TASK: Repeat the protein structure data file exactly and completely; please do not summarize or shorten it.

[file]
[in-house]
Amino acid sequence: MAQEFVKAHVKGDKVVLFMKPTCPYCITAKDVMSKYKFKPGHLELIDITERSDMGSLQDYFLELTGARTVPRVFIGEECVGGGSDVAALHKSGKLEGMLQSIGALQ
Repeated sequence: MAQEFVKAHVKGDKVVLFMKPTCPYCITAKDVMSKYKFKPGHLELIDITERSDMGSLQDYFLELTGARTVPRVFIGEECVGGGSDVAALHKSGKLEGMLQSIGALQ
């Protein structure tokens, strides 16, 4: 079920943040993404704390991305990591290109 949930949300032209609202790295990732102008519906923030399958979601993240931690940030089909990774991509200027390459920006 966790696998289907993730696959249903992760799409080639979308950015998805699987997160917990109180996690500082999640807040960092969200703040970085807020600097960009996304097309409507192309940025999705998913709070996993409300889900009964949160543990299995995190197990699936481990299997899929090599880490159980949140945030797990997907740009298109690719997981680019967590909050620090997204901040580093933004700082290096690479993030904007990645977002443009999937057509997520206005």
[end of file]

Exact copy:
[in-house]
Amino acid sequence: MAQEFVKAHVKGDKVVLFMKPTCPYCITAKDVMSKYKFKPGHLELIDITERSDMGSLQDYFLELTGARTVPRVFIGEECVGGGSDVAALHKSGKLEGMLQSIGALQ
Repeated sequence: MAQEFVKAHVKGDKVVLFMKPTCPYCITAKDVMSKYKFKPGHLELIDITERSDMGSLQDYFLELTGARTVPRVFIGEECVGGGSDVAALHKSGKLEGMLQSIGALQ
């Protein structure tokens, strides 16, 4: 079920943040993404704390991305990591290109 949930949300032209609202790295990732102008519906923030399958979601993240931690940030089909990774991509200027390459920006 966790696998289907993730696959249903992760799409080639979308950015998805699987997160917990109180996690500082999640807040960092969200703040970085807020600097960009996304097309409507192309940025999705998913709070996993409300889900009964949160543990299995995190197990699936481990299997899929090599880490159980949140945030797990997907740009298109690719997981680019967590909050620090997204901040580093933004700082290096690479993030904007990645977002443009999937057509997520206005």